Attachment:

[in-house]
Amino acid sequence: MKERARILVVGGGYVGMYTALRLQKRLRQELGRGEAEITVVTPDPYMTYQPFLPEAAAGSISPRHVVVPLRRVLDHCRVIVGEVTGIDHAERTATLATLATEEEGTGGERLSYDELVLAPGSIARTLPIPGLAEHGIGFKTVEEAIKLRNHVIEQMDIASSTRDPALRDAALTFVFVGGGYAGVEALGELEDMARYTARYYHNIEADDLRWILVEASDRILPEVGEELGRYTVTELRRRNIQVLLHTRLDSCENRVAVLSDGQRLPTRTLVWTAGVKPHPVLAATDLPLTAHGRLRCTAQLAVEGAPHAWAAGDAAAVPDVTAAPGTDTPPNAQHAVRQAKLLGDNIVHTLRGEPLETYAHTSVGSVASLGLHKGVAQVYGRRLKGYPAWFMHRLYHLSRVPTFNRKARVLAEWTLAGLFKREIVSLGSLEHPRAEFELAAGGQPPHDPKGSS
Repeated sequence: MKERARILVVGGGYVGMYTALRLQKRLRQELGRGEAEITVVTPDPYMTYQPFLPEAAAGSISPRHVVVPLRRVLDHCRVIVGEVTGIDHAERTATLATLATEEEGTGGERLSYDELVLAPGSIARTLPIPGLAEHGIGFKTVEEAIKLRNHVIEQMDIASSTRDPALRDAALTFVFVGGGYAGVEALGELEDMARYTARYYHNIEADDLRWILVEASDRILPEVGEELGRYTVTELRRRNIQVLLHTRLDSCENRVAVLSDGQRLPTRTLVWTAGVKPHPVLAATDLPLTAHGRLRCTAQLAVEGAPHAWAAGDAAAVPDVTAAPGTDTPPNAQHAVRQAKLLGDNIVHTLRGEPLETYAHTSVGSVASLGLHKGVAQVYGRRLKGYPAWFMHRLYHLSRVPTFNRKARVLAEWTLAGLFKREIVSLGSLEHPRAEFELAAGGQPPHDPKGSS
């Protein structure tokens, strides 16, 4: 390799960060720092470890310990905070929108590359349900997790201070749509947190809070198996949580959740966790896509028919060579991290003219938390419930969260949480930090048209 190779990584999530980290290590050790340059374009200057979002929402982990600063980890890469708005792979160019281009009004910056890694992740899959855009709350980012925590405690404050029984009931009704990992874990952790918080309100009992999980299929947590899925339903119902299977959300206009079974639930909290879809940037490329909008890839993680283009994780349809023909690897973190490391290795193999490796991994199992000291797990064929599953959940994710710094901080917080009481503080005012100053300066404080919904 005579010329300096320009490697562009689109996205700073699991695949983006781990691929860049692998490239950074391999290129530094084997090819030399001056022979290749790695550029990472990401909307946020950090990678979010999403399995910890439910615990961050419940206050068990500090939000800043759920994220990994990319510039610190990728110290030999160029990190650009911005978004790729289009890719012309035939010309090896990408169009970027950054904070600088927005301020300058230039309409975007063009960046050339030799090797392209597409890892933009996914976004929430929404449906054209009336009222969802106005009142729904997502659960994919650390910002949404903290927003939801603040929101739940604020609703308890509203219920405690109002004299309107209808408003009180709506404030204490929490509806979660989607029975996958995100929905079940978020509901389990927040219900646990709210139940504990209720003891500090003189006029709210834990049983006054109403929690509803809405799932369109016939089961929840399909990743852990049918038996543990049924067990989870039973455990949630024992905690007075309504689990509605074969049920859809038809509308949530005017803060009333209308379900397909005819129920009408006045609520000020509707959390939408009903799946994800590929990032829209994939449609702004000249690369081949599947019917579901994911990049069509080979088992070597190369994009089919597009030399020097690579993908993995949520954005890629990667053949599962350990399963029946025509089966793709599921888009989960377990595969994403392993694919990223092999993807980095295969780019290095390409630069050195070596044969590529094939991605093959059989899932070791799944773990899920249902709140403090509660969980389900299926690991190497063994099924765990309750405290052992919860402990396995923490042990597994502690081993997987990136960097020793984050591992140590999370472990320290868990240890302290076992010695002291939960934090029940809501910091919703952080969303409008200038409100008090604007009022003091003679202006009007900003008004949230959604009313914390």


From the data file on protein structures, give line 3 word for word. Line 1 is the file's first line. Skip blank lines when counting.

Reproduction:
Repeated sequence: MKERARILVVGGGYVGMYTALRLQKRLRQELGRGEAEITVVTPDPYMTYQPFLPEAAAGSISPRHVVVPLRRVLDHCRVIVGEVTGIDHAERTATLATLATEEEGTGGERLSYDELVLAPGSIARTLPIPGLAEHGIGFKTVEEAIKLRNHVIEQMDIASSTRDPALRDAALTFVFVGGGYAGVEALGELEDMARYTARYYHNIEADDLRWILVEASDRILPEVGEELGRYTVTELRRRNIQVLLHTRLDSCENRVAVLSDGQRLPTRTLVWTAGVKPHPVLAATDLPLTAHGRLRCTAQLAVEGAPHAWAAGDAAAVPDVTAAPGTDTPPNAQHAVRQAKLLGDNIVHTLRGEPLETYAHTSVGSVASLGLHKGVAQVYGRRLKGYPAWFMHRLYHLSRVPTFNRKARVLAEWTLAGLFKREIVSLGSLEHPRAEFELAAGGQPPHDPKGSS